Seventeenth Session

Rome, 31 March-4 April 2003


1. Further to a Resolution of the World Health Assembly (WHA53.15) in May 2001 and a request from the FAO Programme Committee in September 2001, FAO and WHO undertook a joint evaluation of the Codex Alimentarius and other FAO and WHO work on food standards. Although it concentrated on the FAO/WHO Codex Alimentarius Commission, the evaluation covers all aspects of the food standards work of FAO and WHO, which includes also capacity building and expert scientific advice. The work of the evaluation was undertaken by an independent team advised by an independent expert panel. The evaluation team consisted of five persons, three of whom, including the team leader, were external to the two Organizations. The independent expert panel had ten members drawn from all parts of the world and stakeholder interests. The evaluation also benefited from the advice of the Codex Executive Committee. The evaluation team visited 24 Member Nations and the European Community. Information was also received from an open call for public comment on the Internet and from detailed questionnaires to Member governments and stakeholder organizations. There was a very high level of responses to the questionnaires with over 100 Member Nations replying.

2. The evaluation found Codex food standards to be given very high importance by members. Codex standards were considered a vital component in promoting food control systems designed to protect consumer health, including issues related to international trade and the agreements on the Application of Sanitary and Phytosanitary Measures (SPS) and on Technical Barriers to Trade (TBT) of the World Trade Organization (WTO). International standards also provide a basis for standard setting by smaller and less developed countries. Capacity building activities of FAO, WHO and Codex were found to be continuing to make a substantial contribution internationally and to individual countries both in protecting their own citizens and in benefiting from an increasingly globalized market in food.

3. The report of the evaluation was considered by the 25th (Extraordinary) Session of the Codex Alimentarius Commission (Geneva, 13-15 February 2003). The Commission supported the overall thrust of the Evaluation report and expressed its commitment to the implementation of strategies that would meet the objectives of the recommendations contained therein. It strongly agreed that these recommendations should be reviewed expeditiously.

4. In order to maintain the strong support from all Member Nations and stakeholders, the Commission agreed that in their response to the Evaluation, the Commission and its parent Organizations should work towards:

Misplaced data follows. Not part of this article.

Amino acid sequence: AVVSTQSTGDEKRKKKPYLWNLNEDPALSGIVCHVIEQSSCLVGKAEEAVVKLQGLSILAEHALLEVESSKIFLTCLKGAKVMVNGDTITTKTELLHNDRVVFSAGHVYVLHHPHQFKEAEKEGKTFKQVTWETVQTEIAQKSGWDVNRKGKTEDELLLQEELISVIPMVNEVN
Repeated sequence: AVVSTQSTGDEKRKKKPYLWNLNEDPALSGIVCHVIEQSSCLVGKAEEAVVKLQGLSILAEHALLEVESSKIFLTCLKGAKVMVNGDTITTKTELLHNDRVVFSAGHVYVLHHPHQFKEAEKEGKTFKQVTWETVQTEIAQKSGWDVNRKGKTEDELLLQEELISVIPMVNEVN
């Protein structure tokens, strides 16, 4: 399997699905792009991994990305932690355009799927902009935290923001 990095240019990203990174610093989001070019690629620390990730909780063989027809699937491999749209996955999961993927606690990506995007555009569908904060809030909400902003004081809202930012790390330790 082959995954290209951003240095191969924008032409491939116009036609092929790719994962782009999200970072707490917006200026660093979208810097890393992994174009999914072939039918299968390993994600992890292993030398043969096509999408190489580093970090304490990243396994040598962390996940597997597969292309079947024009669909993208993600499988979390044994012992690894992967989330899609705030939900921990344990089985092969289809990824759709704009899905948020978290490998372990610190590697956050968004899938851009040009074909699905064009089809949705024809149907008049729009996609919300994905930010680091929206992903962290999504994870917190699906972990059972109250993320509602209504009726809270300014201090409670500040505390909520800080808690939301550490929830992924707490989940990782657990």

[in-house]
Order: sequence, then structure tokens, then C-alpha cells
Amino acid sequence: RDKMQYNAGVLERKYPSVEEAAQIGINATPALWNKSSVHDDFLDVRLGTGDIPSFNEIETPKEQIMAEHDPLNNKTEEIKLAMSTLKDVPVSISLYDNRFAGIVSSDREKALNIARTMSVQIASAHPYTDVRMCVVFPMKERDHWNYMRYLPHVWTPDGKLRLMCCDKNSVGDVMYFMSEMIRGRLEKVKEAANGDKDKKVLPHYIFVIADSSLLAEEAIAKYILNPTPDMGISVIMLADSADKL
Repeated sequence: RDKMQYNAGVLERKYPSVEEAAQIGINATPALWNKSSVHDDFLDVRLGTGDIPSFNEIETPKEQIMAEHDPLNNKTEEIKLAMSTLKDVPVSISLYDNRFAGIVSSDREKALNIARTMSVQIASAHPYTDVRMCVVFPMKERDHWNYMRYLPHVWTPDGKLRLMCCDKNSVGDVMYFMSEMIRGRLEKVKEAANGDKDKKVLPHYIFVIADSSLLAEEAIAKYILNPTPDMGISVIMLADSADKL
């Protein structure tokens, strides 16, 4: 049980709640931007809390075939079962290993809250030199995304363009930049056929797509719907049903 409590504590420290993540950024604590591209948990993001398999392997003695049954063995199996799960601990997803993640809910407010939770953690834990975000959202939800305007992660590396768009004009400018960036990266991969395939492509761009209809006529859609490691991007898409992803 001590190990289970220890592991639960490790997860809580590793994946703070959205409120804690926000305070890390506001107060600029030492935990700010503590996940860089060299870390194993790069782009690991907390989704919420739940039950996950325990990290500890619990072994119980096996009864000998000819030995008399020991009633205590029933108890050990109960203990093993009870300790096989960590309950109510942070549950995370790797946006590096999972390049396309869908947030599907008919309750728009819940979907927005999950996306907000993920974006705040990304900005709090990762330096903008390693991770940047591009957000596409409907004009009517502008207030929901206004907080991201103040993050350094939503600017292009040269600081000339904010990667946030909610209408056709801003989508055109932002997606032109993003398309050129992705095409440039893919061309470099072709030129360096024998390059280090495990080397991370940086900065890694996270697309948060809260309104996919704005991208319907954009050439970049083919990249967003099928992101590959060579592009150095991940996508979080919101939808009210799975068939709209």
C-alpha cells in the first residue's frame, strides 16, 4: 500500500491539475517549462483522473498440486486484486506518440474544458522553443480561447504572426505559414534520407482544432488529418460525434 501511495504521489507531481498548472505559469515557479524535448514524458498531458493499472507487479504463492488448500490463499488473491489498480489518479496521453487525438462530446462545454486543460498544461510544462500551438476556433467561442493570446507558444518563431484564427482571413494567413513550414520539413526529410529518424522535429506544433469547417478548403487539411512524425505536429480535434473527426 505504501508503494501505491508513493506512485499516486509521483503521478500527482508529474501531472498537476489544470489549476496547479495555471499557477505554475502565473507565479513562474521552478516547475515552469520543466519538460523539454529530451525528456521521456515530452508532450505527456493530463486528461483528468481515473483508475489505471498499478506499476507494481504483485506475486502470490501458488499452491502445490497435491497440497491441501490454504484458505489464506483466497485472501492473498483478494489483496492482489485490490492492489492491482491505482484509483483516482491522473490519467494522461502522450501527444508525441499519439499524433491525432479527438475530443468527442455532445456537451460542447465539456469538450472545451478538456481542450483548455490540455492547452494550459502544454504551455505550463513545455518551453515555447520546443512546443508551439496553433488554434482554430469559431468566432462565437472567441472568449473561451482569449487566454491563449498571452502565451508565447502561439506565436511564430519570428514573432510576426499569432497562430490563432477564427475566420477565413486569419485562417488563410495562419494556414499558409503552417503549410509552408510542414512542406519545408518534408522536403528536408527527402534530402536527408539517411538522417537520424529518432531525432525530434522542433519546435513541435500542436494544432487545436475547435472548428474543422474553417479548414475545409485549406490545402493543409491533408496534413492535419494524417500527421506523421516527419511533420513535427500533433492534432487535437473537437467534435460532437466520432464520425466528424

5. The Commission also agreed that it should have greater independence, within the overall structure of FAO and WHO, for proposing and executing its work programme and budget, once approved by the two parent organizations. It strongly supported the recommendation that the Secretariat be expanded and that the seniority and composition of its staff should match the Commission’s increased requirements.

6. The Commission expressed the view that there needed to be sufficient capacity within the parent Organizations to ensure that scientific advice was provided on a timely basis. It also agreed that this work needed to have greater identity within the Organizations, stronger links to Codex priorities, and internal coordination as well as significantly increased resources. Its independence from external influences and its transparency needed to be further reinforced within FAO/WHO. It strongly recommended that WHO markedly increase its contribution to health risk assessment carried out by FAO/WHO expert committees and FAO/WHO Expert consultations. It also recommended that FAO strengthen its input in areas reflecting its responsibility and expertise.

7. In the area of capacity building, the Commission called upon FAO and WHO to undertake a major effort to mobilize extra-budgetary funds and foster coordinated bilateral assistance in capacity building. It also called for a more coordinated approach for capacity building between FAO and WHO.

8. The Commission called upon FAO and WHO to provide additional Regular Programme resources, supplemented with extra-budgetary resources where necessary, to strengthen Codex and Codex-related work throughout the two Organizations. If all recommendations of the evaluation were to be implemented with immediate effect the incremental core funding for Codex would need to increase by some US$ 1.4 million per biennium. Immediate incremental costs of implementing recommendations relating to improving the timeliness of expert scientific advice to Codex and Member Nations is estimated to be US$ 2.5 million per biennium, shared equally between FAO and WHO. It is the intention of FAO to proactively seek extra-budgetary resources to be able to implement fully the recommendations of the Evaluation of Codex and Codex-related work.